There are no shortage of things to work on in this grand life, no limits to areas in need of refinement. Of late, for me? Communication. In specific? Tongue-holding.
One of my most frequently asked questions in a podcast interview or Q&A session is always some measured form of this: OK, yes. I get it. I see the importance here. But how do I get my spouse/roommate/community to support and adapt to my decision to live more simply? How do I live as a
I am forever wondering if our quest for self-exploration has become burdensome, backwards. Enneagrams, Myers-Briggs – the idea of whittling down our complex personalities to a number and a few letters. Are we placing boundaries where they weren’t intended; living within confines that needn’t be there? While I love nothing better than a tidy definition
Your husband is recovering from pneumonia slowly. He is tired. He is stressed. On his desk are stacks of envelopes, invoices, important-looking papers. His birthday is in eight days, and you wonder if you should shelf the celebration for a better time. (There is no better time.) — You text the wives of his friends:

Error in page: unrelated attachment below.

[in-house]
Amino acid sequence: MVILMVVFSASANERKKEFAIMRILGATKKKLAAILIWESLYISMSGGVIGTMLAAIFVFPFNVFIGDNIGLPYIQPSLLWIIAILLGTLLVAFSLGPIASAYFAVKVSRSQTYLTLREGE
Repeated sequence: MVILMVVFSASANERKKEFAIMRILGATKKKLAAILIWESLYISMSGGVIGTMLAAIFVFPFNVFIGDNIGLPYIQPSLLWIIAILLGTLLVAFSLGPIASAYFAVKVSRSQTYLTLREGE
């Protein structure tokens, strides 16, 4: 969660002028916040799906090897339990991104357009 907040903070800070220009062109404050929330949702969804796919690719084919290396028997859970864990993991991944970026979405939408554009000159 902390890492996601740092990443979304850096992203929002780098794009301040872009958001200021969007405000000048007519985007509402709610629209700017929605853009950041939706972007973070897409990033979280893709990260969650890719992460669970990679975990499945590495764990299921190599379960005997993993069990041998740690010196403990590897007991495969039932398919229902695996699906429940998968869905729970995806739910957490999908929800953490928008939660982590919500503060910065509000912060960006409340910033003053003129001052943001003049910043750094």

There’s a tried-and-true tip I’ve often heard from seasoned married folks, one of which is guaranteed to keep arguments fair, gentle and in-the-moment (rather than relying on cheap shots and past scripts), and it is simply this: Avoid two words: (1) Always and (2) Never. There are a few obvious reasons here, one of which
One of the greatest shifts in my marriage, possibly in my adulthood as a whole, has also been one of the smallest shifts. It has slipped by unnoticed in the mundane tasks of laundry cycles and dish duty, a simple phrase that has ever so slightly changed the energy in our home: I’m doing this
As a kid, I was a frequent journaler. For birthdays or at the height of the school year, I’d receive fresh new stacks of composition notebooks, ready to be scrawled upon in childish loops. They were my favorite things. The possibility, the hope, the faith of discovering something new via the written word. A hundred
Do I fight with my spouse? You bet I do. — I used to freak out, quietly, in my own mind, when Ken and I would disagree over parenting. It was more important to me that we were united than right, so with every minor disagreement, I’d settle for a compromise. He’d “win,” and I’d